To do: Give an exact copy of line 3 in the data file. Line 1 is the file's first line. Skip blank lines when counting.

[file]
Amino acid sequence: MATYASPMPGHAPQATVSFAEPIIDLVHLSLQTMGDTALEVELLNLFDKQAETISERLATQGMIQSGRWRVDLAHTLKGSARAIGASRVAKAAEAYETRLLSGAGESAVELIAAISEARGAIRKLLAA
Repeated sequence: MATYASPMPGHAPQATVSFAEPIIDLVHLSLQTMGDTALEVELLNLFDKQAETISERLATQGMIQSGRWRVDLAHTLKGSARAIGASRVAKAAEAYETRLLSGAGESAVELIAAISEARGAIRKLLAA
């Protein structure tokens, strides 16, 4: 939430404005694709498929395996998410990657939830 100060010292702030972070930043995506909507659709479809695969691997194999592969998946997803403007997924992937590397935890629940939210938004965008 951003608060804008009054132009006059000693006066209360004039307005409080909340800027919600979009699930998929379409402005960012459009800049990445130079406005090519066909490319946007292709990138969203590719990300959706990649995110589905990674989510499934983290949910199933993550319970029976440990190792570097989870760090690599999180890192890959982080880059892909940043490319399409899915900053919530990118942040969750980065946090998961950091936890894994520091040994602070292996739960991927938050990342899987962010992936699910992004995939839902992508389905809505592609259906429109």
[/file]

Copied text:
């Protein structure tokens, strides 16, 4: 939430404005694709498929395996998410990657939830 100060010292702030972070930043995506909507659709479809695969691997194999592969998946997803403007997924992937590397935890629940939210938004965008 951003608060804008009054132009006059000693006066209360004039307005409080909340800027919600979009699930998929379409402005960012459009800049990445130079406005090519066909490319946007292709990138969203590719990300959706990649995110589905990674989510499934983290949910199933993550319970029976440990190792570097989870760090690599999180890192890959982080880059892909940043490319399409899915900053919530990118942040969750980065946090998961950091936890894994520091040994602070292996739960991927938050990342899987962010992936699910992004995939839902992508389905809505592609259906429109």